Climate action flotilla shows Statoil & Chevron unwelcome
An on-water flotilla and a beach rally on Sunday the 13th November told oil companies Statoil and Chevron that they’re not welcome in Wellington.
The Wellington community took to the water in kayaks and held banners onshore, throwing an ‘unwelcoming party’ for Statoil and Chevron, and making it clear to them and to the Government that we won’t stand for a future full of fossil fuels.
Statoil and Chevron have contracted the world’s largest seismic blasting ship, the Amazon Warrior, to look for oil off Wellington’s coast. The ship arrived New Zealand waters days before the earthquakes which recently shook the country.
If we have any hope for a stable climate, we can’t let Statoil and Chevron explore for yet more oil and gas. Scientists tell us we cannot even burn existing reserves. We need to urgently move away from fossil fuels.
Wellingtonians were joined by Te Ikaroa, a group representing tangata whenua opposed to oil exploration off the East Coast.
Te Ikaroa spokesperson Tere Harrison said, “Numerous hapū and iwi from the East Coast to the top of the South Island expressed opposition to this activity because of the harm to the environment. Despite Government attempts to extinguish Māori rights in these matters, Māori state again and again: we have rights and an obligation to protect these areas, and we will.”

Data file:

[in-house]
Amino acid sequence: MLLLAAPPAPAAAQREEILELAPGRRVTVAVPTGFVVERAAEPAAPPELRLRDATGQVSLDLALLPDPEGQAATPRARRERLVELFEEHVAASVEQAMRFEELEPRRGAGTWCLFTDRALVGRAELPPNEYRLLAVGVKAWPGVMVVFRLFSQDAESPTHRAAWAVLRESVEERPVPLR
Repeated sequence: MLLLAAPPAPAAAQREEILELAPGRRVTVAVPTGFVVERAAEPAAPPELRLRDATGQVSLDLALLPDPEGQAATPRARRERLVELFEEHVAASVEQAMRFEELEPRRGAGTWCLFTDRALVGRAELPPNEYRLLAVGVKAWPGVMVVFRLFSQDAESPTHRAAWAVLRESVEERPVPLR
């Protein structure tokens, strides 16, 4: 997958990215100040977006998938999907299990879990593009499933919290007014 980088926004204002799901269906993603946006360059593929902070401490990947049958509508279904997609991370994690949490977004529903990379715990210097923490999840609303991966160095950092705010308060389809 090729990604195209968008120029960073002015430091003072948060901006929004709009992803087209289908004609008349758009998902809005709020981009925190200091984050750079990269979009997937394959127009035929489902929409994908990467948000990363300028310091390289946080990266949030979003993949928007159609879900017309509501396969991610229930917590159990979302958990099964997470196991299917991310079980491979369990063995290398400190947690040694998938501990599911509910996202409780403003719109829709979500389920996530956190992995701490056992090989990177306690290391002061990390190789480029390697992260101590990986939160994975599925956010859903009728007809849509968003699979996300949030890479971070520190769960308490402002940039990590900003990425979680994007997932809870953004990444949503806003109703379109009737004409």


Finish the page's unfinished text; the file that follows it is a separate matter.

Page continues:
“Māori also know firsthand Government is unable to protect marine environments if there is an oil spill. That was evident in the Rena disaster. Furthermore, the Government’s pursuit of fossil fuels is insane. The era of fossil fuels is ending, Government must commit to developing sustainable fuels. The impact on the environment and on the earth demands it,” Ms Harrison added.
After facing ongoing opposition from tangata whenua, Statoil recently gave up its Northland permits. Now’s the time to kick Statoil out of New Zealand for good.
It’s been nearly a year since the Paris climate agreement and it’s clear that Government won’t act – in fact it is continuing to invite oil and gas companies to explore in our waters.
The impacts of an unstable climate are already being felt by those who have contributed least to it. Our near neighbours in the Pacific face an uncertain future as the sea level rises. We stand in solidarity with all peoples around the world who are resisting fossil fuel development.
This ‘unwelcoming’ party for the oil companies was a demonstration of people power. We aren’t relying on the Paris Climate Agreement or the National Government to sort things out – because they won’t. It’s up to us as communities to take real action on climate change.